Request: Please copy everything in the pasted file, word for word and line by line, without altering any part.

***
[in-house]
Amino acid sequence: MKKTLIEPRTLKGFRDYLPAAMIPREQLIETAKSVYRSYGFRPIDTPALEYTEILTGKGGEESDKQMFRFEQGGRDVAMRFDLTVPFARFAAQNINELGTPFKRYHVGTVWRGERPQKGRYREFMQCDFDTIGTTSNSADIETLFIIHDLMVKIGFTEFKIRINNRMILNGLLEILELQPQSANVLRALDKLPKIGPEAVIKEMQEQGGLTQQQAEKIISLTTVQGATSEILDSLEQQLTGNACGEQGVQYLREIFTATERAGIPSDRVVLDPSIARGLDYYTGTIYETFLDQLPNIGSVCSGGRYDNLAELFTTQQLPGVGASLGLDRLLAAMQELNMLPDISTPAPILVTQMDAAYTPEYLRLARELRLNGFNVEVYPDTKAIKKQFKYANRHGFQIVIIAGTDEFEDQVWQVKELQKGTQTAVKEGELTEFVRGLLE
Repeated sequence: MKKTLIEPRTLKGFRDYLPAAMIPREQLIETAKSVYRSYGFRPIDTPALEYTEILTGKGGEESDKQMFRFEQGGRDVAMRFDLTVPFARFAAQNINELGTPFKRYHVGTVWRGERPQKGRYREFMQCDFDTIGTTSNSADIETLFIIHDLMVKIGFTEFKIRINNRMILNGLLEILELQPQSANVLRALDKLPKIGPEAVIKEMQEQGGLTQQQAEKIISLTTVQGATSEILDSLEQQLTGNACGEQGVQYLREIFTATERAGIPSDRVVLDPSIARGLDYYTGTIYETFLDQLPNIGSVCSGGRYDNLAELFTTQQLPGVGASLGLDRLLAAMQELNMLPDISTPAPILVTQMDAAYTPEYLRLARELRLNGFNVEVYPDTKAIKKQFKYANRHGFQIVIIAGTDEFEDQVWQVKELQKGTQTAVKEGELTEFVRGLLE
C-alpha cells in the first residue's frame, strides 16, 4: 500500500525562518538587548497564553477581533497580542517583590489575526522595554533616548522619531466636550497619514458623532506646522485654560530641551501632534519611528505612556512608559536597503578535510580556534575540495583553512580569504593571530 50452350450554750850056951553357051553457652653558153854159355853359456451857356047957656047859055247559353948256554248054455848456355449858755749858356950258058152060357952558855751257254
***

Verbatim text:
[in-house]
Amino acid sequence: MKKTLIEPRTLKGFRDYLPAAMIPREQLIETAKSVYRSYGFRPIDTPALEYTEILTGKGGEESDKQMFRFEQGGRDVAMRFDLTVPFARFAAQNINELGTPFKRYHVGTVWRGERPQKGRYREFMQCDFDTIGTTSNSADIETLFIIHDLMVKIGFTEFKIRINNRMILNGLLEILELQPQSANVLRALDKLPKIGPEAVIKEMQEQGGLTQQQAEKIISLTTVQGATSEILDSLEQQLTGNACGEQGVQYLREIFTATERAGIPSDRVVLDPSIARGLDYYTGTIYETFLDQLPNIGSVCSGGRYDNLAELFTTQQLPGVGASLGLDRLLAAMQELNMLPDISTPAPILVTQMDAAYTPEYLRLARELRLNGFNVEVYPDTKAIKKQFKYANRHGFQIVIIAGTDEFEDQVWQVKELQKGTQTAVKEGELTEFVRGLLE
Repeated sequence: MKKTLIEPRTLKGFRDYLPAAMIPREQLIETAKSVYRSYGFRPIDTPALEYTEILTGKGGEESDKQMFRFEQGGRDVAMRFDLTVPFARFAAQNINELGTPFKRYHVGTVWRGERPQKGRYREFMQCDFDTIGTTSNSADIETLFIIHDLMVKIGFTEFKIRINNRMILNGLLEILELQPQSANVLRALDKLPKIGPEAVIKEMQEQGGLTQQQAEKIISLTTVQGATSEILDSLEQQLTGNACGEQGVQYLREIFTATERAGIPSDRVVLDPSIARGLDYYTGTIYETFLDQLPNIGSVCSGGRYDNLAELFTTQQLPGVGASLGLDRLLAAMQELNMLPDISTPAPILVTQMDAAYTPEYLRLARELRLNGFNVEVYPDTKAIKKQFKYANRHGFQIVIIAGTDEFEDQVWQVKELQKGTQTAVKEGELTEFVRGLLE
C-alpha cells in the first residue's frame, strides 16, 4: 500500500525562518538587548497564553477581533497580542517583590489575526522595554533616548522619531466636550497619514458623532506646522485654560530641551501632534519611528505612556512608559536597503578535510580556534575540495583553512580569504593571530 50452350450554750850056951553357051553457652653558153854159355853359456451857356047957656047859055247559353948256554248054455848456355449858755749858356950258058152060357952558855751257254